There have been cases of electricity contract sales in which consumers think they only asked for an offer or for additional information, but the seller has started a process to change the electricity supplier. If you receive such an unjustified order confirmation, you should react immediately.
If you receive a confirmation from a telemarketer for an electricity contract that you have not made, do as follows:
- If the contract’s cancellation period is still valid, inform the telemarketer that you would like to cancel the electricity supply contract. In cases of electricity telesales, the consumer always has the right to cancel the contract within 14 days from the date when the contract was made on the phone.
If an electricity supply contract that you consider unjustified was made over the phone or otherwise and the cancellation period has expired or there was none, do the following:
- Make a complaint to the seller as soon as possible and deny that an electricity supply contract has been made. Do this in writing. The right to challenge the validity of an electricity supply agreement not only applies to telemarketing but also to other situations, such as sales by an electricity company on a temporary stand in a shopping centre.
You must have grounds to deny the validity of the contract. You can state, for example, that you have not specifically accepted or signed a contract.
The electricity supplier, in turn, must be able to prove that a valid contract has been made between the parties, by means of a recording of a phone conversation, for example.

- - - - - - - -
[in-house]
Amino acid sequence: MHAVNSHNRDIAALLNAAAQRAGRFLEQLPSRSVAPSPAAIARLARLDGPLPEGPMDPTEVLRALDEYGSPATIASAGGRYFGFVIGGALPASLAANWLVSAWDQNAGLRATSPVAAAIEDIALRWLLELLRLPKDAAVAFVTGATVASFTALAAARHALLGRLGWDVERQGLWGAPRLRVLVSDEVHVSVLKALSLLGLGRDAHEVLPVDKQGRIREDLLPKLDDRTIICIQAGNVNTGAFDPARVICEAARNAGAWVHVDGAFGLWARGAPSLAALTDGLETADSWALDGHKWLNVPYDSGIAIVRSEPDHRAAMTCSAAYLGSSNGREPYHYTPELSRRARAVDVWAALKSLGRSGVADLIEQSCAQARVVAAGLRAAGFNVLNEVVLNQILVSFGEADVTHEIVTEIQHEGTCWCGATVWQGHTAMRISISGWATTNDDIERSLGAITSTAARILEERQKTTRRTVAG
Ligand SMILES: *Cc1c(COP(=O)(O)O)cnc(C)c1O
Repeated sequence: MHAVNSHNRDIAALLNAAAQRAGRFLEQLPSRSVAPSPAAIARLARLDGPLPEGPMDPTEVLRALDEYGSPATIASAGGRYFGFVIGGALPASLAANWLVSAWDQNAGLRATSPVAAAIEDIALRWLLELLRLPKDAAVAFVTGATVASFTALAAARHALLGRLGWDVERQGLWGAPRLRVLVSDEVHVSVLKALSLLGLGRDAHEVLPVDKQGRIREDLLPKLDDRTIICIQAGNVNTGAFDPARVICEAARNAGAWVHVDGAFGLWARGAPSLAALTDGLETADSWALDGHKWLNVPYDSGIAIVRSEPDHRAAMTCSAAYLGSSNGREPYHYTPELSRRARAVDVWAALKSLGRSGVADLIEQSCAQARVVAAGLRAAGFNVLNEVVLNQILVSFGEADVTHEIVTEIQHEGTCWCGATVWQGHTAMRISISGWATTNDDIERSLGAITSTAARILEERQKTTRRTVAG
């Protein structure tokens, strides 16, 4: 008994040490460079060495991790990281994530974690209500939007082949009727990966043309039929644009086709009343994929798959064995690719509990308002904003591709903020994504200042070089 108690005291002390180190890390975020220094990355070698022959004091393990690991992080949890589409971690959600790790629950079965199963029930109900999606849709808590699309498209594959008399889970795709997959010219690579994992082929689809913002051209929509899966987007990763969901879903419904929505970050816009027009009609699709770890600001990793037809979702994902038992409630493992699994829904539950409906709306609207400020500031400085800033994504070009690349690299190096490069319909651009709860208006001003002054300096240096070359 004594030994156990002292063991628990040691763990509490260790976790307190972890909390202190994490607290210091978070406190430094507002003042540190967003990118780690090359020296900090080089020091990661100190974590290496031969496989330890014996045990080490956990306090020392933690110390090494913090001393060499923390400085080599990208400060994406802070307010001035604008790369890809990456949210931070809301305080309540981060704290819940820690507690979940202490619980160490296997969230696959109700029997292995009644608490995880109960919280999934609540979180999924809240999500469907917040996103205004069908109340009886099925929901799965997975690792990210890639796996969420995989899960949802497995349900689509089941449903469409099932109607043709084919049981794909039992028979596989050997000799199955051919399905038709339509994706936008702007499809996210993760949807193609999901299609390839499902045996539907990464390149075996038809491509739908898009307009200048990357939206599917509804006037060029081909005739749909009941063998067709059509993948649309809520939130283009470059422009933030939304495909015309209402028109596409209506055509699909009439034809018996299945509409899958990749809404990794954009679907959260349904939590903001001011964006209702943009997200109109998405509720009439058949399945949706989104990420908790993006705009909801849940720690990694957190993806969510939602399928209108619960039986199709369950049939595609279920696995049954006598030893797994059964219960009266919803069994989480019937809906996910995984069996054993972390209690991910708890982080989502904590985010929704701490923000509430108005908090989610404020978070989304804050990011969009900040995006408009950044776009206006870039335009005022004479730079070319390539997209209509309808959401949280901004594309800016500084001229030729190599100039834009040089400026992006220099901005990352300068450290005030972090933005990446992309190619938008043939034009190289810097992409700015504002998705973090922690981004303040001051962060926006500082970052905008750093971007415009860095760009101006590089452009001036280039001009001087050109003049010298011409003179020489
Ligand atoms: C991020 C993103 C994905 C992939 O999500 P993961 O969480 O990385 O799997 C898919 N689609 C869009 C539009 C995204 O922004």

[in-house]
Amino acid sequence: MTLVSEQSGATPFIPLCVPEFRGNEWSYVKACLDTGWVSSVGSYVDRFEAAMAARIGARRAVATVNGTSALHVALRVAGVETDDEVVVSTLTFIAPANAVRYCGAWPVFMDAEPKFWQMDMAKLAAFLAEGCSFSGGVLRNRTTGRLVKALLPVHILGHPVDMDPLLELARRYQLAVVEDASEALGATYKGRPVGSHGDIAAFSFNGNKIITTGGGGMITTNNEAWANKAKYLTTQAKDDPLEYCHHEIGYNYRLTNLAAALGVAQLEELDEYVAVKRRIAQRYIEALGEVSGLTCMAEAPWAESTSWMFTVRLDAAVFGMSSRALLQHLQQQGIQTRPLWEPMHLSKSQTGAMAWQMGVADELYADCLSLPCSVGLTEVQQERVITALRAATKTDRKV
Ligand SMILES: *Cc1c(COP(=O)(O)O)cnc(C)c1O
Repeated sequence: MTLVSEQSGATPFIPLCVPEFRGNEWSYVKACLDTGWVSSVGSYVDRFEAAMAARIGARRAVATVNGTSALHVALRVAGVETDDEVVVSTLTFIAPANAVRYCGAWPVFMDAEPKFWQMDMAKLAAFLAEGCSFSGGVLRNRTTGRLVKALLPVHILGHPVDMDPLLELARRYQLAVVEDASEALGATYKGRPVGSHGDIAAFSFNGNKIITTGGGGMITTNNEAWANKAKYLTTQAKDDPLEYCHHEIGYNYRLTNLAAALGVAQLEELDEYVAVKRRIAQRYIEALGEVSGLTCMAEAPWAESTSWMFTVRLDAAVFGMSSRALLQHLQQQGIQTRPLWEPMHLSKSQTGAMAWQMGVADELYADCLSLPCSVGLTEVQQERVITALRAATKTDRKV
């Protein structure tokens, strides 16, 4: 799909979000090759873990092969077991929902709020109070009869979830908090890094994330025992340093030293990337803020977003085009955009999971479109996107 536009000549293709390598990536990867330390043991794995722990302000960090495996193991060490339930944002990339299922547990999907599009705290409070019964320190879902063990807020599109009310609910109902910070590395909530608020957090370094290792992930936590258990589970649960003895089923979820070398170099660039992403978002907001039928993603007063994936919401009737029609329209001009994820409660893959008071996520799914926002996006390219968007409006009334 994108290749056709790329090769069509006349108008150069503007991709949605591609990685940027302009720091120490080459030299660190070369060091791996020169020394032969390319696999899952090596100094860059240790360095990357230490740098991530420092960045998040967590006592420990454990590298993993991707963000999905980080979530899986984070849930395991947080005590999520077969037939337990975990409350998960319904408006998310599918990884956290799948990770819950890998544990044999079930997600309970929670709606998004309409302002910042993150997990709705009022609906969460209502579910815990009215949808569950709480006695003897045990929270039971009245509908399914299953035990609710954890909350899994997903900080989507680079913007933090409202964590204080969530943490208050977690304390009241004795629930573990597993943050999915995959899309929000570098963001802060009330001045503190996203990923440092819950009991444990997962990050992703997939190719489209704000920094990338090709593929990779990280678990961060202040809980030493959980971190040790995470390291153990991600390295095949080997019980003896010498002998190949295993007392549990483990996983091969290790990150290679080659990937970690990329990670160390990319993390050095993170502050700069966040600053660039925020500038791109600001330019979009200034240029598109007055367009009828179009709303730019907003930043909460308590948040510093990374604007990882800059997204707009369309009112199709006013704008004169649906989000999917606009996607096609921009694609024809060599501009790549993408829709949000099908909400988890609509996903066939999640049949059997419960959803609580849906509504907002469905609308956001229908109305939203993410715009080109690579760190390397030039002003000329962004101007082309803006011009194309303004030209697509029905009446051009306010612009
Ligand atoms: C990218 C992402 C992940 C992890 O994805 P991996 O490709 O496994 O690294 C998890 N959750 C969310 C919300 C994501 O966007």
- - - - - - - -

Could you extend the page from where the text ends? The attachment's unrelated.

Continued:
You can also inform the network operator, that is, the local electricity network company, in writing that you dispute the validity of the electricity supply contract. If you do this, the network operator will not change your electricity supplier. If the change has already been made, the network operator will revert you back to the previous electricity supplier.
You can deny the validity of a contract also if electricity has already been transferred by the new supplier. It is not the network operator’s duty to investigate whether the consumer has a legally valid reason to deny the existence of a new electricity supply contract.
If electricity has already been supplied by the new company, the latter has the right to charge a reasonable compensation for the electricity supplied should your complaint prove to be unfounded.
If your complaint to the company is unsuccessful, contact the consumer rights advisors at a Local Register Office. They will provide free guidance and mediation in disputes.
Cancellation right in distance sales